3 Snubbed Post-Selloff Buys for 7%+ Dividends and Double-Digit Upside

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Wondering if it’s too late to cash in on the late-2018 market mayhem?

If so, great news! There are still plenty of bargains to be had. And today I’m going to show you three great funds that are still cheap (though they won’t be for long).

The best part? Each throws off hefty dividends upwards of 7%!

Of course, when discounts like the ones on these three exist, you’re right to ask why. The answer is simple: because these three funds are closed-end funds (CEFs), they’re off most people’s radar. That means they’re slower to snap back from a market decline than, say, a fan favorite like Apple (AAPL).Read more

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Forget the 2018 market drop—because it’s handed us a golden opportunity to grab some double-digit “bounce-back” gains in as 2019 rolls out.

I’ll tell you why I’m so excited about the year ahead in a moment. Then I’ll give you eight cheap funds set to arc higher as we move through 2019.

The kicker? Not only are these eight funds poised for big gains in the next 12 months, they throw off incredible dividend yields up to 12.6%, too!

Putting 2018 in Context

First, back to last year’s return, which came in at negative 6.1%, including dividends.

The first bit of good news here is that despite their decline, US stocks still led the rest of the world.… Read more

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With over 500 closed-end funds (CEFs) on the market, how do you choose the best one?

It’s not an easy question to answer, because there are literally dozens of metrics any CEF investor should look at before buying.

But you don’t have to worry, because in a moment, you’re going to get the “guts” of the 5-point system I’ve carefully designed to pick winning CEFs for our CEF Insider service.

So why is it important to have a good system?

Because if you don’t, you could find yourself holding an empty bag—like investors who bought the Virtus Total Return Fund (ZF) at the start of the year because they were seduced by its 15.3% dividend yield.…
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Legendary investor and Berkshire Hathaway (BRK.B) CEO Warren Buffett recently gave us an insight into the type of dividend-paying fund he’d invest in if he could:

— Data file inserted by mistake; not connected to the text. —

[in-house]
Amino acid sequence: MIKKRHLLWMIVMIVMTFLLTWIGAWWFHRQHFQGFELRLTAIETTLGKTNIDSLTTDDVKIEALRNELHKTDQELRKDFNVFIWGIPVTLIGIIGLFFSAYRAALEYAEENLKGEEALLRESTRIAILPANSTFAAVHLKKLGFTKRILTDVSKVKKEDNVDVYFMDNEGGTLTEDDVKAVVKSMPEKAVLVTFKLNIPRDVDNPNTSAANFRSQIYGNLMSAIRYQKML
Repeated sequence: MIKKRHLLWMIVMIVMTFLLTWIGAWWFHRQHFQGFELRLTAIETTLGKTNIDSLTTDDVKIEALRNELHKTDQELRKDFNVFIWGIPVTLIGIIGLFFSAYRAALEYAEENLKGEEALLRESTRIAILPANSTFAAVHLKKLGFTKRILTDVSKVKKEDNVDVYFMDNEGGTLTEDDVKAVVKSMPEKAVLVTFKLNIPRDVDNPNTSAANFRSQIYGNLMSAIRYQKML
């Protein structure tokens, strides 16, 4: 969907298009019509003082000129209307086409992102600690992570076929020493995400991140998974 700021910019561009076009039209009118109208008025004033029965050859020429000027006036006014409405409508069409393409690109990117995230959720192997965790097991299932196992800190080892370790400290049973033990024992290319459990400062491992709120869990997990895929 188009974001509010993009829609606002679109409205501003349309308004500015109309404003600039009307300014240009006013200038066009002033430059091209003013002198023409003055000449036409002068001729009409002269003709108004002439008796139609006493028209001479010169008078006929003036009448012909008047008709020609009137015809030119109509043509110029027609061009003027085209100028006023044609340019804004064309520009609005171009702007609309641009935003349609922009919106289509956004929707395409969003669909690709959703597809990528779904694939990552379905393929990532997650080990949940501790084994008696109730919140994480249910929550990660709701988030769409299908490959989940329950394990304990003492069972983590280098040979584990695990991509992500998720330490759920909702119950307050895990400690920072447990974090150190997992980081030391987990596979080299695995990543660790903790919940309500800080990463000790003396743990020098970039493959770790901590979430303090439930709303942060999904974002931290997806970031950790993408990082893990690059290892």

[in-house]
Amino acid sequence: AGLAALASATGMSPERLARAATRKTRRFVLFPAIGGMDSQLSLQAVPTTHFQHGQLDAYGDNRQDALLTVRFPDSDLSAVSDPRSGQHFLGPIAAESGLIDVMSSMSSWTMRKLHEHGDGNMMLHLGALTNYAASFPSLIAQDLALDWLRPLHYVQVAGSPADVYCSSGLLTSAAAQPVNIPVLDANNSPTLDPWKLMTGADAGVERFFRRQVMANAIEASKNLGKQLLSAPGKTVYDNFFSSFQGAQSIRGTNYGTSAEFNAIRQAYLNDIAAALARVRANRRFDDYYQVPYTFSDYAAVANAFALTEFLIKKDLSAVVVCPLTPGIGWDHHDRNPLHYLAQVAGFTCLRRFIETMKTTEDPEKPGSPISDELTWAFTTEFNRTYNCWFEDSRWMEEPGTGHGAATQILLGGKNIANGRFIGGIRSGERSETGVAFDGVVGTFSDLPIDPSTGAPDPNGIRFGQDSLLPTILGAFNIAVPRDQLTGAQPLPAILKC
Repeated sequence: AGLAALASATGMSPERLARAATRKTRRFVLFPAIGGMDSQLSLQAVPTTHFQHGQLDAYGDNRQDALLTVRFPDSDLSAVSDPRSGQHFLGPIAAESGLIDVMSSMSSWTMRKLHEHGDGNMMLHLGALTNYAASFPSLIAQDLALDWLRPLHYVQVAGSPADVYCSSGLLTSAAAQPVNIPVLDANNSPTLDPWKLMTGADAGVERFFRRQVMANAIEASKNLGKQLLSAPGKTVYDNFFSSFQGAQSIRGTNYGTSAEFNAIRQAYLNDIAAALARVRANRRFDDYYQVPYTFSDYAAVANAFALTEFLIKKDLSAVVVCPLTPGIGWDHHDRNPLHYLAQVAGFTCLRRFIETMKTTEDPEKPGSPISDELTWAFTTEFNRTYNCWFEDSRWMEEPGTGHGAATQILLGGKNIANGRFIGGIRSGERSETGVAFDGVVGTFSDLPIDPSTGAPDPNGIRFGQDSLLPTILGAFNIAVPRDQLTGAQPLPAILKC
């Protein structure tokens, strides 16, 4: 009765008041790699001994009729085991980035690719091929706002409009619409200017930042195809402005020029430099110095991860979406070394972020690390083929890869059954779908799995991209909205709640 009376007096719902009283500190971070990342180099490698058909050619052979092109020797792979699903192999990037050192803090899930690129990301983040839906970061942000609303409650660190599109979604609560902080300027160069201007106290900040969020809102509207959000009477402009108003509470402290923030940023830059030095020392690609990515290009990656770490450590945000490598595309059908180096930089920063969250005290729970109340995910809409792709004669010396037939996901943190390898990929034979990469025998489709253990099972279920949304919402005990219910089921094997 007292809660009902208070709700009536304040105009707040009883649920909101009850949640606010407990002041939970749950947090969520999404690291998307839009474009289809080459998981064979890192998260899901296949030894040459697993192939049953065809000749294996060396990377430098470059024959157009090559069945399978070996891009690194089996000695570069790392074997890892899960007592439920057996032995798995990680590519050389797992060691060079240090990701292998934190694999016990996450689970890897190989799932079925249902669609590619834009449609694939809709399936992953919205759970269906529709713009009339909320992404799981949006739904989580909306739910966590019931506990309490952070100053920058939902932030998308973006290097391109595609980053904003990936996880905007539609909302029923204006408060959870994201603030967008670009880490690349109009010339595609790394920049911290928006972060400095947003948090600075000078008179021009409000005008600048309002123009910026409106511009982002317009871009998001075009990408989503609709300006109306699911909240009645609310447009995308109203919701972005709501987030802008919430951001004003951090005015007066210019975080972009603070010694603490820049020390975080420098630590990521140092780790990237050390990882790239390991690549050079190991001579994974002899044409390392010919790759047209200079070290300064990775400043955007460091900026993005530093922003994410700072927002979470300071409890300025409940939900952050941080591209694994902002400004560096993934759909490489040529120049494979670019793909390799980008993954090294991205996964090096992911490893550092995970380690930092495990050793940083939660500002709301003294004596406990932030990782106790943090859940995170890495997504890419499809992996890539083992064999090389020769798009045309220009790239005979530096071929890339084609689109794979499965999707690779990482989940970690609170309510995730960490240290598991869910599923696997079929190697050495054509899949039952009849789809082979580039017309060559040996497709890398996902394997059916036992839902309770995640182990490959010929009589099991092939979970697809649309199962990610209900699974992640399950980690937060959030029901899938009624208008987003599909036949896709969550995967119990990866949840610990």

“Our aversion to leverage has dampened our returns over the years. But (partner Charlie Munger) and I sleep well. Both of us believe it is insane to risk what you have and need in order to obtain what you don’t need.”

“Leverage” stands out because it’s a common tool used among several high-yield classes, from mortgage real estate investment trusts (mREITs) to business development companies (BDCs). Even closed-end funds (CEFs) – which some investors turn to for relative safety versus individual stocks given CEFs’ diverse portfolios – can sport high leverage of between 30% and 60%.…
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There’s a secret way to make a killing in the stock market, and one superstar investor is jumping in with over $1 billion.

You may not have heard of Boaz Weinstein, but he’s become a legend on Wall Street. Back in 2012, he made a ton of money betting against J.P. Morgan’s London Whale—whose name is now linked with risky, poor investments.

Seeing the London Whale’s ridiculous trading strategies, Weinstein bet aggressively against the Whale—and won big. J.P. Morgan lost $2 billion because of this one trader, causing the bank’s CEO, Jamie Dimon, to admit that the firm had lost the money due to “egregious mistakes” in trading.…
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Today I’m going to show you why some funds are killing the S&P 500—and how you can dramatically boost your odds of doing exactly the same thing.

One way not to do it is by investing in a dying asset class: traditional mutual funds. Since most mutual funds have underperformed the market, the number of funds out there has flat-lined, while the number of exchange-traded funds (ETFs), mutual funds’ low-cost cousins, keeps exploding. There are now about 2,000 ETFs on US exchanges, and they account for about a third of all US trading.

But as I wrote on February 21 (and have said many times since), I don’t recommend you join the ever-growing crowd of ETF fans, either.…
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About Author

Brett

Hi, I’m Brett Owens – and I’m a financial junkie. My “problem” started incollege, when I got a little dose of the stock market – man, was I hooked…in no time, I was reading the Wall Street Journal religously.

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